Basic and Clinical Pharmacology 12/E

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The twelfth edition of Basic & Clinical Pharmacology continues
the important changes inaugurated in the eleventh edition, with
extensive use of full-color illustrations and expanded coverage of
transporters, pharmacogenomics, and new drugs. Case studies
have been added to several chapters and answers to questions
posed in the case studies now appear at the end of each chapter.
As in prior editions, the book is designed to provide a comprehensive, authoritative, and readable pharmacology textbook for
students in the health sciences. Frequent revision is necessary to
keep pace with the rapid changes in pharmacology and therapeutics; the 2–3 year revision cycle of the printed text is among the
shortest in the field and the availability of an online version provides even greater currency. In addition to the full-color illustrations, other new features have been introduced. The Case Study
Answer section at the end of chapters will make the learning process even more interesting and efficient. The book also offers
special features that make it a useful reference for house officers
and practicing clinicians.
Information is organized according to the sequence used in
many pharmacology courses and in integrated curricula: basic
principles; autonomic drugs; cardiovascular-renal drugs; drugs with
important actions on smooth muscle; central nervous system
drugs; drugs used to treat inflammation, gout, and diseases of the
blood; endocrine drugs; chemotherapeutic drugs; toxicology; and
special topics. This sequence builds new information on a foundation of information already assimilated. For example, early presentation of autonomic nervous system pharmacology allows students
to integrate the physiology and neuroscience they have learned
elsewhere with the pharmacology they are learning and prepares
them to understand the autonomic effects of other drugs. This is
especially important for the cardiovascular and central nervous
system drug groups. However, chapters can be used equally well in
courses and curricula that present these topics in a different
Within each chapter, emphasis is placed on discussion of drug
groups and prototypes rather than offering repetitive detail about
individual drugs. Selection of the subject matter and the order of
its presentation are based on the accumulated experience of teaching this material to thousands of medical, pharmacy, dental,
podiatry, nursing, and other health science students.
Major features that make this book particularly useful in integrated curricula include sections that specifically address the clinical choice and use of drugs in patients and the monitoring of their
effects—in other words, clinical pharmacology is an integral part of
this text. Lists of the commercial preparations available, including

trade and generic names and dosage formulations, are provided at
the end of each chapter for easy reference by the house officer or
practitioner writing a chart order or prescription.

Significant revisions in this edition include:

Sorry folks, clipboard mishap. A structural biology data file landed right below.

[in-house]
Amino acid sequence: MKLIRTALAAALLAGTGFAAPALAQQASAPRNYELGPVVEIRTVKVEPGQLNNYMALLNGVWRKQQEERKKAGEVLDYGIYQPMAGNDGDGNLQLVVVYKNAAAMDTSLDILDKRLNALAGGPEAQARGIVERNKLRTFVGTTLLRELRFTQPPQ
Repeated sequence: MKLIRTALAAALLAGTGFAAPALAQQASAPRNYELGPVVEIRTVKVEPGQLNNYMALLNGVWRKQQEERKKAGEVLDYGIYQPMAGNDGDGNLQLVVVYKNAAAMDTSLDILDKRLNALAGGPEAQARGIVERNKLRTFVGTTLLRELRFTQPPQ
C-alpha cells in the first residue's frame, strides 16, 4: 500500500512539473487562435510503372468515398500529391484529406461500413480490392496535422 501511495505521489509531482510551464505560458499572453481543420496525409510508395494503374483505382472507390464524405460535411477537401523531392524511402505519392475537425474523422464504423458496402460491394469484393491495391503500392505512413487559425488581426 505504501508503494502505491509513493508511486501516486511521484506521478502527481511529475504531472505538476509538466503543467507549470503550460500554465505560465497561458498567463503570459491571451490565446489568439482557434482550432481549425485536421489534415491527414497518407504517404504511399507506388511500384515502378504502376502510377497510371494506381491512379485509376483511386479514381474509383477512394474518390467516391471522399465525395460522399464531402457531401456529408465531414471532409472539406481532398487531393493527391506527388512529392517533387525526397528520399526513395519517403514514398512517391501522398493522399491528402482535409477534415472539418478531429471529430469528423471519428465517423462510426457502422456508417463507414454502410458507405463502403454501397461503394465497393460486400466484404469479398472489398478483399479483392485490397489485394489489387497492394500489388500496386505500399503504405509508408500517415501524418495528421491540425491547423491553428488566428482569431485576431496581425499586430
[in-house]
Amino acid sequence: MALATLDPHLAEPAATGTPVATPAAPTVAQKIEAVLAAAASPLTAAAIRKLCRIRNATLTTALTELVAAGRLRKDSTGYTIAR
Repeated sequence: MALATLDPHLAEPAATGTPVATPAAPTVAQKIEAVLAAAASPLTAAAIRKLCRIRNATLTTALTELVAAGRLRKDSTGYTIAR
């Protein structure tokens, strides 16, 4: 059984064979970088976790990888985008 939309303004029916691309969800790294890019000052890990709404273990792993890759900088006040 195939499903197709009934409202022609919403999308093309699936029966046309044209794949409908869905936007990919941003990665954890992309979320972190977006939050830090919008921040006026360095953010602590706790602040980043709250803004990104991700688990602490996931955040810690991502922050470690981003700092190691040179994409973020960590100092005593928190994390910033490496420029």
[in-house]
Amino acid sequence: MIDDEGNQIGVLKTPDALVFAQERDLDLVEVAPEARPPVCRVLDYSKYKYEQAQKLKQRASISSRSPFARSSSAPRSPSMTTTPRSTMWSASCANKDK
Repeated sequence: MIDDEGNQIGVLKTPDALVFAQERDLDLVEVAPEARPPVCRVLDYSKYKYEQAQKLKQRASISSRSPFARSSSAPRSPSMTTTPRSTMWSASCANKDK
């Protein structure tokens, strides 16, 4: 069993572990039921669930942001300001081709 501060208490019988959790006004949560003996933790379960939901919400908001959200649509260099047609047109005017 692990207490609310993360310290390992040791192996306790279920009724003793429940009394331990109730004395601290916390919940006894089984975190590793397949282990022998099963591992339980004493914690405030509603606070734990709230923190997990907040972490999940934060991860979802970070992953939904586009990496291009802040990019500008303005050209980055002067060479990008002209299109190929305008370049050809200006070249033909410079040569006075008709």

In addition to the Case Studies used to open many chapters,
Case Study Answers at the end of these chapters provide an
introduction to the clinical applications of the drugs discussed.
• A Drug Summary Table is placed at the conclusion of most
chapters; these provide a concise recapitulation of the most
important drugs.
• Many new illustrations in full color provide significantly more
information about drug mechanisms and effects and help to
clarify important concepts.
• Major revisions of the chapters on sympathomimetic, sympathoplegic, antipsychotic, antidepressant, antidiabetic, antiinflammatory, and antiviral drugs, prostaglandins, nitric
oxide, hypothalamic and pituitary hormones, and immunopharmacology.
• Continued expansion of the coverage of general concepts relating to newly discovered receptors, receptor mechanisms, and
drug transporters.
• Descriptions of important new drugs released through August
An important related educational resource is Katzung &
Trevor’s Pharmacology: Examination & Board Review, ninth edition
(Trevor AJ, Katzung BG, & Masters SB: McGraw-Hill, 2010).
This book provides a succinct review of pharmacology with over
one thousand sample examination questions and answers. It is
especially helpful to students preparing for board-type examinations. A more highly condensed source of information suitable
for review purposes is USMLE Road Map: Pharmacology, second
edition (Katzung BG, Trevor AJ: McGraw-Hill, 2006).
This edition marks the 30th year of publication of Basic &
Clinical Pharmacology. The widespread adoption of the first eleven
editions indicates that this book fills an important need. We
believe that the twelfth edition will satisfy this need even more
successfully. Spanish, Portuguese, Italian, French, Indonesian,
Japanese, Korean, and Turkish translations are available.
Translations into other languages are under way; the publisher
may be contacted for further information.
I wish to acknowledge the prior and continuing efforts of my
contributing authors and the major contributions of the staff at
Lange Medical Publications, Appleton & Lange, and McGraw-Hill,
vii and of our editors for this edition, Donna Frassetto and Rachel
D’Annucci Henriquez. I also wish to thank my wife, Alice Camp,
for her expert proofreading contributions since the first edition.
This edition is dedicated to the memory of James Ransom,
PhD, the long-time Senior Editor at Lange Medical Publications,
who provided major inspiration and invaluable guidance through
the first eight editions of the book. Without him, this book would
not exist.
Suggestions and comments about Basic & Clinical Pharmacology
are always welcome. They may be sent to me in care of the


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